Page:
Antitranspirant Reduces Water Use by Peach Trees Following Harvest

in Journal of the American Society for Horticultural Science
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  • 1 Department of Agricultural Engineering Texas A&M University, College Station, TX 77843
  • 2 Texas A&M University Agricultural Research and Extension Center, Stephenville, TX 76401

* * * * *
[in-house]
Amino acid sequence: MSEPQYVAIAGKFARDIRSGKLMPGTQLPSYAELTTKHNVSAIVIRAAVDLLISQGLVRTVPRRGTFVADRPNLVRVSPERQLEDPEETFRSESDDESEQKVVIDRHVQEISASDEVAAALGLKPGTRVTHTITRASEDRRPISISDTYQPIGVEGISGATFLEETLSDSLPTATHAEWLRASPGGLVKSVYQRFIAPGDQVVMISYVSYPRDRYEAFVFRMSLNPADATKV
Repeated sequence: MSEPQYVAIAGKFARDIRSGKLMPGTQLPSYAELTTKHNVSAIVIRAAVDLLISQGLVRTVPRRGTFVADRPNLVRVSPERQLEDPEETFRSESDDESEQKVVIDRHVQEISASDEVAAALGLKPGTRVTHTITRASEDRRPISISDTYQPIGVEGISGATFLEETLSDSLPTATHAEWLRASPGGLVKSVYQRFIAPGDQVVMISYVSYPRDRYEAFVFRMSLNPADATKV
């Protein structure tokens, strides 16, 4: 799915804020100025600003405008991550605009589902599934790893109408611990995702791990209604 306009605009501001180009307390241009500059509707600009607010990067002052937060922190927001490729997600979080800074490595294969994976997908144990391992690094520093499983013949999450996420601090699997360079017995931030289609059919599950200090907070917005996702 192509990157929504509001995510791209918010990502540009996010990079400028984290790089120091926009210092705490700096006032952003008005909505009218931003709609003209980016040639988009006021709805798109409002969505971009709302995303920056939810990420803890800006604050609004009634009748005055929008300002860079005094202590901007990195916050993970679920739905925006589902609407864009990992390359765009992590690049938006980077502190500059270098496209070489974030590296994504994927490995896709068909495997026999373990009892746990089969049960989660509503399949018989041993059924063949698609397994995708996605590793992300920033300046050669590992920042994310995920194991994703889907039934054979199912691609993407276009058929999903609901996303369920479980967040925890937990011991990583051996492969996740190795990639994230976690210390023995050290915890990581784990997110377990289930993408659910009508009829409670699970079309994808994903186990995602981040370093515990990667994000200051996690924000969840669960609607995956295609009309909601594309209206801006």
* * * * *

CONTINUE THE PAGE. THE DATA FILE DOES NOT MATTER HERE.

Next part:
The potential for reducing water use of peach [Prunus persica (L.) Batsch] trees with antitranspirants following fruit harvest was investigated using matched peach trees planted in an outdoor twin weighing lysimeter facility. A 10% solution of the antitranspirant Wilt Pruf NCF was applied to one of the two trees on 7 July 1986. Immediately after application, water use of the treated tree was reduced by 40%. One month after treatment, the water use was reduced 30% and, by the termination of the experiment (85 days after treatment), water use was reduced 12% as compared to control. The average reduction in tree water use for the entire period was 30%. Fully expanded, sunlit leaves (nodes 10 to 20 from the terminal end) from the treated tree exhibited the greatest reduction in water loss compared with immature or inner canopy, shaded leaves. Use of the antitranspirant did not prevent the development of water stress once a critical level of soil moisture was reached. The change in tree water use induced by the antitranspirant did not significantly reduce shoot length, new leaf production, or individual leaf size on actively growing, current-season branches. Fruit and leaf bud initiation, as measured the following spring, were not affected: however. flower bud maturation could not be evaluated due to freeze damage. Chemical name used: di-1-p-menthene (Wilt Pruf NCF).

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